The television channel London Live recently showed the old Tod Slaughter film Sweeney Todd. I’ve always been a fan of Slaughter. He was one of the great actor managers of the 20th century, touring the country in old-fashioned and once hugely popular melodramas such as Maria Marten, The Silver King and Spring-heeled Jack. In fact, I remember being allowed to sit up to see Spring-heeled Jack when it was on television in, I would think, the late 1940s. Only a couple of films in which Slaughter appeared seem to have survived and looking at them people would say that he was just an old ham, but I thought him rather better than Sir Donald Wolfit. Tod died in his dressing room in Derby after being hanged on stage for the umpteenth time in Maria Marten. He was 70.

Sweeney Todd lives on through Stephen Sondheim and Johnny Depp. But what has that to do with the law? Well, his barber shop was said to be at 186 Fleet Street and Mrs Lovett’s pie shop, where Todd’s victims were baked and sold, was in Bell Yard – once the home of a law publisher and now that of a fashionable set of chambers (not to mention the Gazette). Attempts have been made to establish some sort of historical basis for Sweeney but the evidence is flimsy. One suggestion is that he was hanged in 1802 but there is nothing in the Old Bailey Papers.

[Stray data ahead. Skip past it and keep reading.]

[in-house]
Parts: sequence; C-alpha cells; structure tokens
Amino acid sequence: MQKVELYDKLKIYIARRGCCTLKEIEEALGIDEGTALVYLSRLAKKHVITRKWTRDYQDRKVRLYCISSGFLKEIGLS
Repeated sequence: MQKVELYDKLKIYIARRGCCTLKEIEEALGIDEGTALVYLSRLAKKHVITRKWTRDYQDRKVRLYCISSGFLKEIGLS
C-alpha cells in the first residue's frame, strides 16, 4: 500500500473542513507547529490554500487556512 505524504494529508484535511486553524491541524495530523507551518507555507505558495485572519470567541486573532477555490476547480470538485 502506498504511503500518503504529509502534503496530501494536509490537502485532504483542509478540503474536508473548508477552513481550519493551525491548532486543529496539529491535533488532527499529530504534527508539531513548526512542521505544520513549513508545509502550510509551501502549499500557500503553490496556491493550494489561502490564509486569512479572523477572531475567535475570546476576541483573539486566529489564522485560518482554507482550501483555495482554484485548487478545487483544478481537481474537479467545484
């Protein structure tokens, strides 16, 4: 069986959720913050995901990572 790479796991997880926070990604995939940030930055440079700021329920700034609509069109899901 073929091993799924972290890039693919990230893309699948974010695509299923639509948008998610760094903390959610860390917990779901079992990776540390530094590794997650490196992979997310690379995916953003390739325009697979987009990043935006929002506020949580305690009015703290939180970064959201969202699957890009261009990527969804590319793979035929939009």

In fact, Sweeney seems to have debuted in 1847 as a ‘penny dreadful’ serial and then as the melodrama The String of Pearls by George Dibdin Pitt, which opened at the Britannia Theatre in Hoxton and was billed as ‘founded on fact’. It was a huge success and the story quickly spread by word of mouth, becoming an urban legend. Publishers and other authors were quick to jump on the bandwagon. An expanded 730-page version appeared three years later and it was followed by an American plagiarism. In 1865 the French writer Paul Féval moved Todd to Paris and, in Australia, Banjo Paterson, who wrote Waltzing Matilda, found him in bush New South Wales.

I once took some American lawyers on a tour of the Temple but all they wanted to see was Rumpole’s chambers. Perhaps future tours should include a tribute to Tod(d).

James Morton is a writer and former criminal defence solicitor